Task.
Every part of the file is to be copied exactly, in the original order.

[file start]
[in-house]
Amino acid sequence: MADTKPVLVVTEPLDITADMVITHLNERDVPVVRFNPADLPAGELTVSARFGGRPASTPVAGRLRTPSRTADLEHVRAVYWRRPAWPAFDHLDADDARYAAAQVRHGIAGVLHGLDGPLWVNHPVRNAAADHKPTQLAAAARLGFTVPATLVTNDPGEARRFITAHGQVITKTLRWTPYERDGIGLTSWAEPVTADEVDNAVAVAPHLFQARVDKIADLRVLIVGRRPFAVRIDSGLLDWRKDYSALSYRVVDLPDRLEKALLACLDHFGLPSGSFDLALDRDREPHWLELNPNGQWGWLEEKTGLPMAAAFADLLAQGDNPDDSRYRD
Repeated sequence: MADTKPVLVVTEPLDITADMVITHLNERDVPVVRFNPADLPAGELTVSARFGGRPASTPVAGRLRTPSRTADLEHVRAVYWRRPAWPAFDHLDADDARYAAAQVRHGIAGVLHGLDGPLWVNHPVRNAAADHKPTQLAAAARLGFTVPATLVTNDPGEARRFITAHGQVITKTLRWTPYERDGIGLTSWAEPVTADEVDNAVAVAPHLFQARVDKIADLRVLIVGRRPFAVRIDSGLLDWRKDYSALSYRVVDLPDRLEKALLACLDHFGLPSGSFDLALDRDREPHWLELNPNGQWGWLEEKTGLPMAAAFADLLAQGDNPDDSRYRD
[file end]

[in-house]
Amino acid sequence: MADTKPVLVVTEPLDITADMVITHLNERDVPVVRFNPADLPAGELTVSARFGGRPASTPVAGRLRTPSRTADLEHVRAVYWRRPAWPAFDHLDADDARYAAAQVRHGIAGVLHGLDGPLWVNHPVRNAAADHKPTQLAAAARLGFTVPATLVTNDPGEARRFITAHGQVITKTLRWTPYERDGIGLTSWAEPVTADEVDNAVAVAPHLFQARVDKIADLRVLIVGRRPFAVRIDSGLLDWRKDYSALSYRVVDLPDRLEKALLACLDHFGLPSGSFDLALDRDREPHWLELNPNGQWGWLEEKTGLPMAAAFADLLAQGDNPDDSRYRD
Repeated sequence: MADTKPVLVVTEPLDITADMVITHLNERDVPVVRFNPADLPAGELTVSARFGGRPASTPVAGRLRTPSRTADLEHVRAVYWRRPAWPAFDHLDADDARYAAAQVRHGIAGVLHGLDGPLWVNHPVRNAAADHKPTQLAAAARLGFTVPATLVTNDPGEARRFITAHGQVITKTLRWTPYERDGIGLTSWAEPVTADEVDNAVAVAPHLFQARVDKIADLRVLIVGRRPFAVRIDSGLLDWRKDYSALSYRVVDLPDRLEKALLACLDHFGLPSGSFDLALDRDREPHWLELNPNGQWGWLEEKTGLPMAAAFADLLAQGDNPDDSRYRD